In Blackpool this week, they described their success in pushing the Labour party to adopt synthetic phonics in primary schools as the first "skirmish" in the battle against the establishment.
The Conservatives are considering countering this ideology with an independent institute to research educational policy, similar to that introduced under the US No Child Left Behind programme.
The Tory leader told the conference that the establishment had prevented well intentioned Labour ministers from delivering on the standards they had promised.
"I don't think Labour ever got to grips with the educational establishment, some of whom still think it's wrong to say children have got something wrong because that will brand them as failures; who still seem to think that all must win prizes; who still seem to think we have to treat all children the same," Mr Cameron said.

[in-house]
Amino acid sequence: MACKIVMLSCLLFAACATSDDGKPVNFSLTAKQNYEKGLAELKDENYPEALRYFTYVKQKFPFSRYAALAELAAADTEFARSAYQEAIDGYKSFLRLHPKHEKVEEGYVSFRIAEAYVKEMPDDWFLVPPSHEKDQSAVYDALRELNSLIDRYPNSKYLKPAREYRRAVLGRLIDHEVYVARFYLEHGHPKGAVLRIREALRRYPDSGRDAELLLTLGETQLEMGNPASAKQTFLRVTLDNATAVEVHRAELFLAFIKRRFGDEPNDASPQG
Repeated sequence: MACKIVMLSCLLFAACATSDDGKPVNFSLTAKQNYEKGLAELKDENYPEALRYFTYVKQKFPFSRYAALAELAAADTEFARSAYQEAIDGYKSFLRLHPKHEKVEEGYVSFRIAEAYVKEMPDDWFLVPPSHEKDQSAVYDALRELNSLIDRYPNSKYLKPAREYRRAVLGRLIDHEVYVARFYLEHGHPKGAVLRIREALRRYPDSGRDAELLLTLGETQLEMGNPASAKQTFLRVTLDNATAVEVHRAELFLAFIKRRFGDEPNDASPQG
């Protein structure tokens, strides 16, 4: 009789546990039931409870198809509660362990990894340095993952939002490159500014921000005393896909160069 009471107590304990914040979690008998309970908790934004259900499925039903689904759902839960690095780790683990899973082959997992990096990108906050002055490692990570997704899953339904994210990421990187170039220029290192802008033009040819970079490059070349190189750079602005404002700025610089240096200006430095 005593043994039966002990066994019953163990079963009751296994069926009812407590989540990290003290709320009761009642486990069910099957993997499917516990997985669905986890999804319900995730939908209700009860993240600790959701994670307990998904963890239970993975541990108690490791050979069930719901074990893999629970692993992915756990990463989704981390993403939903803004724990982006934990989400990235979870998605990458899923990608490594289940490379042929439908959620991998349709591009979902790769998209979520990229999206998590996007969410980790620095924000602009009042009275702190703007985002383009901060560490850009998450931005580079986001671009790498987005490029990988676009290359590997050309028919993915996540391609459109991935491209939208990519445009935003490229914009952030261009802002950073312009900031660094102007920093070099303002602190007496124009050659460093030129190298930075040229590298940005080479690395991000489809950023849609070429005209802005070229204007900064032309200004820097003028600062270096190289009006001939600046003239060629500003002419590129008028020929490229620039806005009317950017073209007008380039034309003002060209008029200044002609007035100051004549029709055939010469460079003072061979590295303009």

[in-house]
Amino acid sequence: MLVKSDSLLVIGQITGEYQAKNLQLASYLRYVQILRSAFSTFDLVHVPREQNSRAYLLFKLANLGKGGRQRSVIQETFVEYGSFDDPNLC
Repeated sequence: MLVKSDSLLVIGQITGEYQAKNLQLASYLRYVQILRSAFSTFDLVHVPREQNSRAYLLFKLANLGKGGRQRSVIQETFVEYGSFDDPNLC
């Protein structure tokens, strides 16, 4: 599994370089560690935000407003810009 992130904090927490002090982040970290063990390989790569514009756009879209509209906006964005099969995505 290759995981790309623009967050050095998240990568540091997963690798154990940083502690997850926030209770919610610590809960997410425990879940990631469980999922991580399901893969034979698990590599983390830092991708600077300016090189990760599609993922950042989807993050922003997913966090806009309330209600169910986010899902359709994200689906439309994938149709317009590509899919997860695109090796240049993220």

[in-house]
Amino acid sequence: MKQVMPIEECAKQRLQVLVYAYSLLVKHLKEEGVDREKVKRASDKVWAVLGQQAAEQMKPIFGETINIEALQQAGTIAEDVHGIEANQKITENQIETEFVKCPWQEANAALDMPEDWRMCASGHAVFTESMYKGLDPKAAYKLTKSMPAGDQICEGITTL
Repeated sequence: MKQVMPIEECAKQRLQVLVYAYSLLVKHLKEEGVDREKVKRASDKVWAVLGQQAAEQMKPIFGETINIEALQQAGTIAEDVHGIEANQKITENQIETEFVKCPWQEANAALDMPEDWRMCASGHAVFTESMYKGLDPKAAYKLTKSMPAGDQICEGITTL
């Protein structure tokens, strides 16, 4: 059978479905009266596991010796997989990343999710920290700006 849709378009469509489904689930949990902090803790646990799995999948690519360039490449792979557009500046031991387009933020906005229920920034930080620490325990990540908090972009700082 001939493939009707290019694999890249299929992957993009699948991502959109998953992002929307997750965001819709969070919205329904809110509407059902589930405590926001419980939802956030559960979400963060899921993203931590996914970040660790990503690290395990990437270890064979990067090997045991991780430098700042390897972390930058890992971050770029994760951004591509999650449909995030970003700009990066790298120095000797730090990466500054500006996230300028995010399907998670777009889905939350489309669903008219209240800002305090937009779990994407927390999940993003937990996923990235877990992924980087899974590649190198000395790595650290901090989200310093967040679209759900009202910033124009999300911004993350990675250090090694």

"So we need to be courageous on standards, to insist that children are taught using synthetic phonics, so that they learn to read properly."
The Conservatives said they would take a "what works" approach, subjecting future policy to independent evaluation.
Nick Gibb, shadow schools minister who led the synthetic phonics campaign, dated establishment ideology back to the early-20th century theories of US academic John Dewey. Mr Gibb said such ideas damaged the prospects of the most disadvantaged. He cited the new key stage 3 curriculum, which he said emphasised skills over a traditional subject-based approach.